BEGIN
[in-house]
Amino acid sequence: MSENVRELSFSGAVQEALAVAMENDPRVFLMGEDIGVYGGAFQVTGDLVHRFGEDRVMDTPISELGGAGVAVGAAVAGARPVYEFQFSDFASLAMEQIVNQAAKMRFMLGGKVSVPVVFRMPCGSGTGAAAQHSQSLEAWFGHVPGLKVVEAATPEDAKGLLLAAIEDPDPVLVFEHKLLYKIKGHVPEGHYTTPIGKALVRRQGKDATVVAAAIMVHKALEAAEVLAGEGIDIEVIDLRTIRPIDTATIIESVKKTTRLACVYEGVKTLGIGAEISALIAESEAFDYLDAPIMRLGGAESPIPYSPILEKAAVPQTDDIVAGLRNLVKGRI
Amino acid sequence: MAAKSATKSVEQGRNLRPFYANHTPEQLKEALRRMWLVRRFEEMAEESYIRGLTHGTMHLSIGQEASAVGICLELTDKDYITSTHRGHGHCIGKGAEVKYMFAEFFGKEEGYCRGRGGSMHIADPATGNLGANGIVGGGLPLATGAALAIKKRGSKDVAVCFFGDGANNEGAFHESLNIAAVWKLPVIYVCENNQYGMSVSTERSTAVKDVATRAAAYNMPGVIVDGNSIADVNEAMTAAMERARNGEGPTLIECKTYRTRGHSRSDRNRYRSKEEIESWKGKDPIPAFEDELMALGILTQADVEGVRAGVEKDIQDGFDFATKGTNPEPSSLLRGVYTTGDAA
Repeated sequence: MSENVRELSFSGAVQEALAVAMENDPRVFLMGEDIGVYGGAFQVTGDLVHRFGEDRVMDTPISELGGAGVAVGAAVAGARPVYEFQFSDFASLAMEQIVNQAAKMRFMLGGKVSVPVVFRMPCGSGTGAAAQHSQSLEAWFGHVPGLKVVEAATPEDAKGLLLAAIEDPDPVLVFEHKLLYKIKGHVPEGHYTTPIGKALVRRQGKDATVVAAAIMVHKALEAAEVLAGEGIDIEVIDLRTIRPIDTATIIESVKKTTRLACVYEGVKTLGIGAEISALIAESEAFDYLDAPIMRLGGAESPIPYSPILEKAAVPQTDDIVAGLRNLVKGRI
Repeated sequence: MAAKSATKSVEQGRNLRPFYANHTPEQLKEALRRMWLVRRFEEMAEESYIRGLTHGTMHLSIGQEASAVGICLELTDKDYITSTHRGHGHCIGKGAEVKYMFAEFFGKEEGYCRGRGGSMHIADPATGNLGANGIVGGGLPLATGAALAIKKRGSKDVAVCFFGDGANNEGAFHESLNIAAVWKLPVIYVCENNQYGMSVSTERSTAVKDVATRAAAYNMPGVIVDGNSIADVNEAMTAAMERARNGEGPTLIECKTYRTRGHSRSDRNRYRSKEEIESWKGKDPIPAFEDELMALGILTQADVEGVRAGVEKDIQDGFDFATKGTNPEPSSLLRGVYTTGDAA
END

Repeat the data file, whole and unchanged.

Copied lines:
[in-house]
Amino acid sequence: MSENVRELSFSGAVQEALAVAMENDPRVFLMGEDIGVYGGAFQVTGDLVHRFGEDRVMDTPISELGGAGVAVGAAVAGARPVYEFQFSDFASLAMEQIVNQAAKMRFMLGGKVSVPVVFRMPCGSGTGAAAQHSQSLEAWFGHVPGLKVVEAATPEDAKGLLLAAIEDPDPVLVFEHKLLYKIKGHVPEGHYTTPIGKALVRRQGKDATVVAAAIMVHKALEAAEVLAGEGIDIEVIDLRTIRPIDTATIIESVKKTTRLACVYEGVKTLGIGAEISALIAESEAFDYLDAPIMRLGGAESPIPYSPILEKAAVPQTDDIVAGLRNLVKGRI
Amino acid sequence: MAAKSATKSVEQGRNLRPFYANHTPEQLKEALRRMWLVRRFEEMAEESYIRGLTHGTMHLSIGQEASAVGICLELTDKDYITSTHRGHGHCIGKGAEVKYMFAEFFGKEEGYCRGRGGSMHIADPATGNLGANGIVGGGLPLATGAALAIKKRGSKDVAVCFFGDGANNEGAFHESLNIAAVWKLPVIYVCENNQYGMSVSTERSTAVKDVATRAAAYNMPGVIVDGNSIADVNEAMTAAMERARNGEGPTLIECKTYRTRGHSRSDRNRYRSKEEIESWKGKDPIPAFEDELMALGILTQADVEGVRAGVEKDIQDGFDFATKGTNPEPSSLLRGVYTTGDAA
Repeated sequence: MSENVRELSFSGAVQEALAVAMENDPRVFLMGEDIGVYGGAFQVTGDLVHRFGEDRVMDTPISELGGAGVAVGAAVAGARPVYEFQFSDFASLAMEQIVNQAAKMRFMLGGKVSVPVVFRMPCGSGTGAAAQHSQSLEAWFGHVPGLKVVEAATPEDAKGLLLAAIEDPDPVLVFEHKLLYKIKGHVPEGHYTTPIGKALVRRQGKDATVVAAAIMVHKALEAAEVLAGEGIDIEVIDLRTIRPIDTATIIESVKKTTRLACVYEGVKTLGIGAEISALIAESEAFDYLDAPIMRLGGAESPIPYSPILEKAAVPQTDDIVAGLRNLVKGRI
Repeated sequence: MAAKSATKSVEQGRNLRPFYANHTPEQLKEALRRMWLVRRFEEMAEESYIRGLTHGTMHLSIGQEASAVGICLELTDKDYITSTHRGHGHCIGKGAEVKYMFAEFFGKEEGYCRGRGGSMHIADPATGNLGANGIVGGGLPLATGAALAIKKRGSKDVAVCFFGDGANNEGAFHESLNIAAVWKLPVIYVCENNQYGMSVSTERSTAVKDVATRAAAYNMPGVIVDGNSIADVNEAMTAAMERARNGEGPTLIECKTYRTRGHSRSDRNRYRSKEEIESWKGKDPIPAFEDELMALGILTQADVEGVRAGVEKDIQDGFDFATKGTNPEPSSLLRGVYTTGDAA